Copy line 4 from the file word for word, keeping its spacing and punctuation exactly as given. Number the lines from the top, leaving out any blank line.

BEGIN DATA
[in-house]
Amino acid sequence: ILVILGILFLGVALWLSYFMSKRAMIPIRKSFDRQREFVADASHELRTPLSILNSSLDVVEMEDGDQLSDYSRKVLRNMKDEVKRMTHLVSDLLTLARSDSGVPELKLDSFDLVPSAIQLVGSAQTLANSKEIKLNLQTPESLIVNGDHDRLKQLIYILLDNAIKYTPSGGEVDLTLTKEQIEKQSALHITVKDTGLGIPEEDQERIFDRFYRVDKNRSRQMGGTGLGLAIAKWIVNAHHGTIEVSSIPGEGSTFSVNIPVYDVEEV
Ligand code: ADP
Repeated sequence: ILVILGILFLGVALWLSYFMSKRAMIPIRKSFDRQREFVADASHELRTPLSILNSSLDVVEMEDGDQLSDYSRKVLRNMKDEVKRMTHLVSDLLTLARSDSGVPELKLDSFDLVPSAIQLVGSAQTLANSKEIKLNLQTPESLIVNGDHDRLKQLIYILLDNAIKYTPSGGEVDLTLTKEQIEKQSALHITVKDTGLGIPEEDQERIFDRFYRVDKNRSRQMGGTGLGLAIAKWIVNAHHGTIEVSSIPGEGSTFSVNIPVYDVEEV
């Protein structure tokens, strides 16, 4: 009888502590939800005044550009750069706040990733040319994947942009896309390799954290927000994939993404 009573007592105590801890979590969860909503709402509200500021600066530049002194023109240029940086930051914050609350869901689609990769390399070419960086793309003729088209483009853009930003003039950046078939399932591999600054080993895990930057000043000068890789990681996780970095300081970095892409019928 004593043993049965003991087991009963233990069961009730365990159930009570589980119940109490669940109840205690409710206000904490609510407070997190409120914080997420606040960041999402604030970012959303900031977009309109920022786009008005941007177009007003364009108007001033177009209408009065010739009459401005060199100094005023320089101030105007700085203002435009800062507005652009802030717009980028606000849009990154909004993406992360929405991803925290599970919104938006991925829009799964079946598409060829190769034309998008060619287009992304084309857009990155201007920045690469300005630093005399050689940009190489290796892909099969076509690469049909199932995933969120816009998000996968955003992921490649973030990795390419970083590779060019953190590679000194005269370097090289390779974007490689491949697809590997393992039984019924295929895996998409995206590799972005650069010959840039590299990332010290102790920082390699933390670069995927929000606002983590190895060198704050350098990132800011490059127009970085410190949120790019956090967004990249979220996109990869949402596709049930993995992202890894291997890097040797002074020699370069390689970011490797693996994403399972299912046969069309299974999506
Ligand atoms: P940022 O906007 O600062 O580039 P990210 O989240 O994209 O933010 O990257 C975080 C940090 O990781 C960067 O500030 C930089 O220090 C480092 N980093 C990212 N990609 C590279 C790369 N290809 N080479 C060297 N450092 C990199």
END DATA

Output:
Repeated sequence: ILVILGILFLGVALWLSYFMSKRAMIPIRKSFDRQREFVADASHELRTPLSILNSSLDVVEMEDGDQLSDYSRKVLRNMKDEVKRMTHLVSDLLTLARSDSGVPELKLDSFDLVPSAIQLVGSAQTLANSKEIKLNLQTPESLIVNGDHDRLKQLIYILLDNAIKYTPSGGEVDLTLTKEQIEKQSALHITVKDTGLGIPEEDQERIFDRFYRVDKNRSRQMGGTGLGLAIAKWIVNAHHGTIEVSSIPGEGSTFSVNIPVYDVEEV